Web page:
Why Do Markets Fail?

Only available on StudyMode
  • Download(s) : 286
  • Published : January 27, 2013
Open Document
Text Preview
Why do some markets fail?
Market Failure

Market failure – occurs when the price mechanism causes an inefficient allocation of resources and a net welfare loss in society, so resources are not allocated to their best/optimum use. Identifying market failure is difficult because it involves making a value judgement about what is good and what is bad for an economy. However, it can be decided what is good or bad to society. Goods may be bad because of the nature of the good or because some goods are overprovided and over consumed whereas others are underprovided and under consumed.


Externalities are costs or benefits which are external to a transaction – third party effects ignored by the price mechanism.

They are known as indirect costs and benefits or as spillovers from production or consumption of a good or service.

External costs are negative externalities and external benefits are positive externalities.

Social optimum equilibrium:
* Social optimum equilibrium occurs where the MSC equals MSB. * The social cost of producing the last unit of output equals the social benefit from consuming it. * At this point, welfare is maximised.

Private Costs:
* Producers concerned with the private costs of production. * Costs – wages, rent, payment for raw materials, machinery costs, electricity and gas costs, insurance, packaging, transport costs etc. * Determines supply.

* Private costs may also refer to the market price a consumer pays for a good/service – cost to the individual.

Social Costs:
* Private costs + external costs = social costs.
* External costs are the difference between private and social costs, or the vertical distance between the two curves. * The MSC and MPC curves often diverge – external costs increase disproportionately with output.

Private Benefits:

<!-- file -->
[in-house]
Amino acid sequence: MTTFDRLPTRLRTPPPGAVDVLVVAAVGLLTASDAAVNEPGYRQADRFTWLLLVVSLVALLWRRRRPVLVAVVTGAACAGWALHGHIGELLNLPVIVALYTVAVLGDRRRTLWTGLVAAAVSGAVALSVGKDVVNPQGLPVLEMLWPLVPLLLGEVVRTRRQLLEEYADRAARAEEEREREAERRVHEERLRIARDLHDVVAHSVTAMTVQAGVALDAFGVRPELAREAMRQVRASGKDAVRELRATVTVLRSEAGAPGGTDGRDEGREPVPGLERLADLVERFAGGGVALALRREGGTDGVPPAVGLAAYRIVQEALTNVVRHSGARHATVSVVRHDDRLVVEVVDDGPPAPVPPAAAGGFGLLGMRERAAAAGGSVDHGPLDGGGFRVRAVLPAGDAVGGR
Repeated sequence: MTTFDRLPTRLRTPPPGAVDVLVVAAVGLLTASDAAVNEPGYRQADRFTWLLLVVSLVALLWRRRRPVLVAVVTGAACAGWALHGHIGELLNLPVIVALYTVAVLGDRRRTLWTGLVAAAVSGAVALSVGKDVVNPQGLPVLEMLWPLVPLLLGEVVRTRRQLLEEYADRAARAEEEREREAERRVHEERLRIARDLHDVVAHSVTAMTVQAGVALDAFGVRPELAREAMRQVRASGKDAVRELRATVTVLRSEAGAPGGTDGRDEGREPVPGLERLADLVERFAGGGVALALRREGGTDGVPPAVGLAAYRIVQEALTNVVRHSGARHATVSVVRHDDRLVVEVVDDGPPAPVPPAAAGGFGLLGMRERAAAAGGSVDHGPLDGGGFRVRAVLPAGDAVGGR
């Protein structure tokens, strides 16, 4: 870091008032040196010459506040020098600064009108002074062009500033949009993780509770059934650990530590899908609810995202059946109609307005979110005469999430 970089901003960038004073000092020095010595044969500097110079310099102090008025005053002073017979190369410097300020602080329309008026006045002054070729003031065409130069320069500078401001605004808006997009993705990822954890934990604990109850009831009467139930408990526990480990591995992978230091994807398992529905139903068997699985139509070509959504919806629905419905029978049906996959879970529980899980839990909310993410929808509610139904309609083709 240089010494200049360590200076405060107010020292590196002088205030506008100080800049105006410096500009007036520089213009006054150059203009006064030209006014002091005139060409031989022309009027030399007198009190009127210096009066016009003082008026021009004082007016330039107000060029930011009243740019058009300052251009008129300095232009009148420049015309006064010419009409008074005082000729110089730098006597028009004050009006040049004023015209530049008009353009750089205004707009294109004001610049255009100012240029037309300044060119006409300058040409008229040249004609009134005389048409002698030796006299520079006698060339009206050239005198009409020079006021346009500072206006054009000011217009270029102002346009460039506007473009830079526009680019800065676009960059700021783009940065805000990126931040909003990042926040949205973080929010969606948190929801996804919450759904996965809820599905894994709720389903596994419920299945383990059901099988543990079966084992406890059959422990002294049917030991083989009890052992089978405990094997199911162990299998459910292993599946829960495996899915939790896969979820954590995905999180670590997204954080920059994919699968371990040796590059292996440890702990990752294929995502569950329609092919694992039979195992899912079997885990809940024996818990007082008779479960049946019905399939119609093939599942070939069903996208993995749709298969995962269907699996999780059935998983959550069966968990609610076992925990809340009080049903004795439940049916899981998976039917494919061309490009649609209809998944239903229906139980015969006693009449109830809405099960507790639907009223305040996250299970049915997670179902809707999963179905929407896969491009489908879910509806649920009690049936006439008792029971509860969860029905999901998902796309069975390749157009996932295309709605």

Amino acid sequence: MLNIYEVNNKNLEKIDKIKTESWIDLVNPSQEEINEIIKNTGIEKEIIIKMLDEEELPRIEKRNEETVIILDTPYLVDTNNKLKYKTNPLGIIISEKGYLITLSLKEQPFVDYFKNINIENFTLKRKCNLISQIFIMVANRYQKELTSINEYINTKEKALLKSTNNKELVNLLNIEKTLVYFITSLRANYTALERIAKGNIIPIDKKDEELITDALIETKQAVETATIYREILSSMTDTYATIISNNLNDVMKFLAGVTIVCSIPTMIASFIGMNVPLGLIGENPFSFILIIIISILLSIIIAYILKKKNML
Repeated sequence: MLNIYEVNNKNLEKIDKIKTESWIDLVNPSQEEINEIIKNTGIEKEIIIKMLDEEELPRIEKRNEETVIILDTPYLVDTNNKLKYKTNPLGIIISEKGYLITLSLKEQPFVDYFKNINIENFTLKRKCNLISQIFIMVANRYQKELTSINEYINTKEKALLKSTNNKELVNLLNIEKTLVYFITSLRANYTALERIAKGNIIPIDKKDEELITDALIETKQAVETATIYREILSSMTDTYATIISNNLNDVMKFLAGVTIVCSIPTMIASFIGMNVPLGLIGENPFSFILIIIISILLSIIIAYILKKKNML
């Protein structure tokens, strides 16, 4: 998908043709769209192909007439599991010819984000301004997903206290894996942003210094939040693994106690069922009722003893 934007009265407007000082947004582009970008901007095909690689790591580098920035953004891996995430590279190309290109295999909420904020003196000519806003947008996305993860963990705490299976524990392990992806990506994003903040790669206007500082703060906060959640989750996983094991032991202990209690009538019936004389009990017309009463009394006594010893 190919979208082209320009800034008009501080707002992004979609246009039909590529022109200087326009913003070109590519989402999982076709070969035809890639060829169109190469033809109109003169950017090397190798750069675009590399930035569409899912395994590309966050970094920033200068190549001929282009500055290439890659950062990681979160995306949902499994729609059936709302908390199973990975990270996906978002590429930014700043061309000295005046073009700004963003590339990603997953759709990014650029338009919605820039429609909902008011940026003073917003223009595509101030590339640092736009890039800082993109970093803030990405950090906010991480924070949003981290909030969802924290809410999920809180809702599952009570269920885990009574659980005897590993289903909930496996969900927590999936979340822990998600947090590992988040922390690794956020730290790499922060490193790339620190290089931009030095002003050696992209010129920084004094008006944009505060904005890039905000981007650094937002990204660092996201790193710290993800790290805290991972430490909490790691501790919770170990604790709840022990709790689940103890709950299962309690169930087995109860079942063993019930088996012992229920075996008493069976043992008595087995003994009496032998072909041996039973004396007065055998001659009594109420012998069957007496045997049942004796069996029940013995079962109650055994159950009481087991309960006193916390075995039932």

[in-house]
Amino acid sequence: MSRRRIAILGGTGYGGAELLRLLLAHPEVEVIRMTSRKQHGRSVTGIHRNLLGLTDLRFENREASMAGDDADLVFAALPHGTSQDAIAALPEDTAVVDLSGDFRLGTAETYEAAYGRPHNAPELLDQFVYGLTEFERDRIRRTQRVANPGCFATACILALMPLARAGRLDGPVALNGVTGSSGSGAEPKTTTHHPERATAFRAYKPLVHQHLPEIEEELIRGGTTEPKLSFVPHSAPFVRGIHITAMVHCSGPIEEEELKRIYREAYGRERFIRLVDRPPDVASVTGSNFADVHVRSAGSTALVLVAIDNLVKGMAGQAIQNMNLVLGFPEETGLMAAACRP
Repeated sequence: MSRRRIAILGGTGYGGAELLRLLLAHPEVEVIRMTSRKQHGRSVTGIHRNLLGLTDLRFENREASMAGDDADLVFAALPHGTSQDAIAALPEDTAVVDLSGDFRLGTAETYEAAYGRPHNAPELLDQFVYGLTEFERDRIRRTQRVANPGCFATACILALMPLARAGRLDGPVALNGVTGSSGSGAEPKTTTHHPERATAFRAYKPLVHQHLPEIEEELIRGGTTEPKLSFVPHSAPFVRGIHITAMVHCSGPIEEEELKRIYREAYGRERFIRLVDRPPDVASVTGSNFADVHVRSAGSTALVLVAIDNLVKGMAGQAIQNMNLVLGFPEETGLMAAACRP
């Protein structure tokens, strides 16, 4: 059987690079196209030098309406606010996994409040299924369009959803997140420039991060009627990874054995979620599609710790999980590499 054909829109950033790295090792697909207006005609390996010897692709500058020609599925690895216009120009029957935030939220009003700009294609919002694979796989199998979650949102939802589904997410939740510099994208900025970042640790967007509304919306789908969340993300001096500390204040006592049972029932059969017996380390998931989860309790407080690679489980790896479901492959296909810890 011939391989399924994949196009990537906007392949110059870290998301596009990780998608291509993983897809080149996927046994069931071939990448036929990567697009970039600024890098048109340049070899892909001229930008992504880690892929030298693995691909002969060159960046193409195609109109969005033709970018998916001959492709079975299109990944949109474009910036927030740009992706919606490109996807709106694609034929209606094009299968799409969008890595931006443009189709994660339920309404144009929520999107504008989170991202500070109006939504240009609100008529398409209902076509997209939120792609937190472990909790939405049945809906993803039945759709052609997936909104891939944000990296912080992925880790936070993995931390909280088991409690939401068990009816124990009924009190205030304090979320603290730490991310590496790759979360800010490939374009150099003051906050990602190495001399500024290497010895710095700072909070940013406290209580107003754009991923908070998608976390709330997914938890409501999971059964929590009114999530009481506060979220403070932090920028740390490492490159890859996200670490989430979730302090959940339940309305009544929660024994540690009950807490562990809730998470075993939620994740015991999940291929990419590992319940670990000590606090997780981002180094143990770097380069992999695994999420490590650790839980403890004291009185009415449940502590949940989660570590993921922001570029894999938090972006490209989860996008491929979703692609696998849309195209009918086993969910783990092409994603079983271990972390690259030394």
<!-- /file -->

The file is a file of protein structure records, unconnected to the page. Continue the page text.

* Consumers only concerned with the private benefits or utility from consuming a good or service. * This is measured by the price consumers are prepared to pay for a good/service – determines demand. * Private benefits may also refer to the revenue a firm obtains from selling a good/service.

Social Benefits:
* Social benefits = private benefits + external benefits. * External benefits are the difference between private and social benefits. * External benefits increase disproportionately with output consumed.

External costs and the triangle of welfare loss:

They may occur in the production/consumption of a good or service, e.g. pollution. On the graph they are represented by the vertical difference between the MSC (marginal social cost) and MPC (marginal private cost) curves.

Free market ignores negative externalities – when external costs are ignored there is under-pricing and over-production.

Where negative externalities exist, the MSC of supply is greater than the MPC – thus at the free market equilibrium there is an excess of social costs over social benefits for the marginal output between Qe and Q1.

The range of output where social costs exceed the private benefits is shown by the shaded region or ‘deadweight welfare loss’.

If a good with external costs is left to market forces, it is likely that welfare would be reduced due to the failure of market forces to account for the impact of its consumption.

Policies to tackle negative externalities:
* Bans – however in reality the good is still consumed e.g. on the black market and the range of output where it would have been socially beneficial (where MPB exceeds MSC) to produce the good is eliminated. A ban is only justified if the MSC always exceeds the MPB (the MSC curve is always above the MPB curve). * Taxes – indirect taxation shifts the supply curve to the left, limiting output and pushing up the price. Thus, if the tax is set at a level equal to the external cost per unit then the supply curve becomes the marginal...
tracking img